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(From Post Magazine)
An incompetent lawyer can delay a lawsuit for years - and a competent one for even longer, quipped Evelle Jansen Younger, a former Attorney General of California. Many clients may believe hourly-rated billing for legal fees encourages them to do just that, and a report by BDO Stoy Hayward, entitled Stop the Clock, states that hourly fee rates are at their highest ever levels and bear little relation to the value of the services provided.
The research, conducted two years ago, showed enthusiasm for a flexible menu of options, which suggests the importance of a more holistic and innovative approach to law firm billing. Although the report was published in 2007 not much has changed, according to Kathryn Britten, head of forensic accounting at BDO Stoy Hayward, who says: "When we revisited our survey group this year, we found more people discussing alternatives, but things have not changed substantially. While pressures to obtain value for money can only increase, 68% of in-house counsel had not asked for an alternative to hourly billing."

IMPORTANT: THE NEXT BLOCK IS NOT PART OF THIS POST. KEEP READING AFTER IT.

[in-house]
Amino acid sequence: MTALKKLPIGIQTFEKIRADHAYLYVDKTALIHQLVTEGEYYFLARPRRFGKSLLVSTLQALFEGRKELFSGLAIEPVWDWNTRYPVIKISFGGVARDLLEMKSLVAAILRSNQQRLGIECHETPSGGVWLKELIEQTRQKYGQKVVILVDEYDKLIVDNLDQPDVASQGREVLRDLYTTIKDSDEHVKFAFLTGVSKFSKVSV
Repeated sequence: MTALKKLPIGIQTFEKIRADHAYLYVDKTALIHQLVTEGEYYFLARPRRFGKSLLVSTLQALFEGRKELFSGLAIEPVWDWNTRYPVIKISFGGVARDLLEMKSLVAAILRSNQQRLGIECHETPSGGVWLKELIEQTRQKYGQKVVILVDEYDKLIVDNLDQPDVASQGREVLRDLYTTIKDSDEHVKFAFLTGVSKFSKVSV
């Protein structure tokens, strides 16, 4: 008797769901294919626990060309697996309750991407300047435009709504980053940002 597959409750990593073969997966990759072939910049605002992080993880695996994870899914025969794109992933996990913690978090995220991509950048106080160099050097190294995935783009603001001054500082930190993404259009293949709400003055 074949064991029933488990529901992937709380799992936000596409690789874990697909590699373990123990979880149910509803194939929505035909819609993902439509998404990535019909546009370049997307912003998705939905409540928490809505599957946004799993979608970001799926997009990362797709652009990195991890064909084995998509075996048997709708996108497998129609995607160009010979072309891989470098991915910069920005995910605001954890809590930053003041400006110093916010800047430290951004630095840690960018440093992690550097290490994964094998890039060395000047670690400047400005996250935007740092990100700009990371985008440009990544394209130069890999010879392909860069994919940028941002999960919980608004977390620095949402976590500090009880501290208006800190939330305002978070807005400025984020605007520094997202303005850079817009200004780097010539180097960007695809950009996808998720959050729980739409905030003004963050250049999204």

In-house counsel at RSA was part of the original focus group so some relevance to insurance is clearly perceived, but Anthony Hughes, chief executive at Horwich Farrelly and current president of the Forum of Insurance Lawyers, views the perception of fees 'clocking up' as somewhat dated. He says that most insurers use procurement departments these days with work going out to tender, even smaller ones. "One of the standard questions is: 'What are your charging proposals?'" he says, adding that the hourly-rate approach tends to be reserved for the bigger cases - worth GBP50,000 or more - and the clock stopped a long time ago for the more commodity-type cases, such as personal injury road traffic accident claims.